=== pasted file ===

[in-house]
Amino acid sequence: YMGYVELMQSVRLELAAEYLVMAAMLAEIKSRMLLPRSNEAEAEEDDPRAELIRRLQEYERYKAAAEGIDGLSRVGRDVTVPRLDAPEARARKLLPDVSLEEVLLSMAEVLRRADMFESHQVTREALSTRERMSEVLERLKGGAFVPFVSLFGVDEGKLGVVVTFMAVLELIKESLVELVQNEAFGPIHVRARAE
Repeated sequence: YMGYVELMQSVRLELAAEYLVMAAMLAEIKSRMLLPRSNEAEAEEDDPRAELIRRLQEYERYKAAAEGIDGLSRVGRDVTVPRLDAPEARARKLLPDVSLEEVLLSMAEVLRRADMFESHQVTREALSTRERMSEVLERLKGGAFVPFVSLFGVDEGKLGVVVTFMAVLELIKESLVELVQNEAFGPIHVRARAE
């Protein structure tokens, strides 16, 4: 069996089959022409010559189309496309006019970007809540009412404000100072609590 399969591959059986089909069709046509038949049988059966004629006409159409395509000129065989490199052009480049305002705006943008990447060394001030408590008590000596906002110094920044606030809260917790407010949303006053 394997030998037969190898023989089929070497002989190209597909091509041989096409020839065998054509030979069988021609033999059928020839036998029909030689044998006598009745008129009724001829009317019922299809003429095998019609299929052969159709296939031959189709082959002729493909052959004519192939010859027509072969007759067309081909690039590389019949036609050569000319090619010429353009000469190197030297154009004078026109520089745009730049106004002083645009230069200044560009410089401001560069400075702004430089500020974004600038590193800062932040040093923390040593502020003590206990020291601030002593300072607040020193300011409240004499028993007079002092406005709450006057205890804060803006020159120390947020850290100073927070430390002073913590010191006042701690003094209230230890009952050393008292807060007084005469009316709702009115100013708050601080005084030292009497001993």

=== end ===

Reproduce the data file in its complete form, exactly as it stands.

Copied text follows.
[in-house]
Amino acid sequence: YMGYVELMQSVRLELAAEYLVMAAMLAEIKSRMLLPRSNEAEAEEDDPRAELIRRLQEYERYKAAAEGIDGLSRVGRDVTVPRLDAPEARARKLLPDVSLEEVLLSMAEVLRRADMFESHQVTREALSTRERMSEVLERLKGGAFVPFVSLFGVDEGKLGVVVTFMAVLELIKESLVELVQNEAFGPIHVRARAE
Repeated sequence: YMGYVELMQSVRLELAAEYLVMAAMLAEIKSRMLLPRSNEAEAEEDDPRAELIRRLQEYERYKAAAEGIDGLSRVGRDVTVPRLDAPEARARKLLPDVSLEEVLLSMAEVLRRADMFESHQVTREALSTRERMSEVLERLKGGAFVPFVSLFGVDEGKLGVVVTFMAVLELIKESLVELVQNEAFGPIHVRARAE
């Protein structure tokens, strides 16, 4: 069996089959022409010559189309496309006019970007809540009412404000100072609590 399969591959059986089909069709046509038949049988059966004629006409159409395509000129065989490199052009480049305002705006943008990447060394001030408590008590000596906002110094920044606030809260917790407010949303006053 394997030998037969190898023989089929070497002989190209597909091509041989096409020839065998054509030979069988021609033999059928020839036998029909030689044998006598009745008129009724001829009317019922299809003429095998019609299929052969159709296939031959189709082959002729493909052959004519192939010859027509072969007759067309081909690039590389019949036609050569000319090619010429353009000469190197030297154009004078026109520089745009730049106004002083645009230069200044560009410089401001560069400075702004430089500020974004600038590193800062932040040093923390040593502020003590206990020291601030002593300072607040020193300011409240004499028993007079002092406005709450006057205890804060803006020159120390947020850290100073927070430390002073913590010191006042701690003094209230230890009952050393008292807060007084005469009316709702009115100013708050601080005084030292009497001993």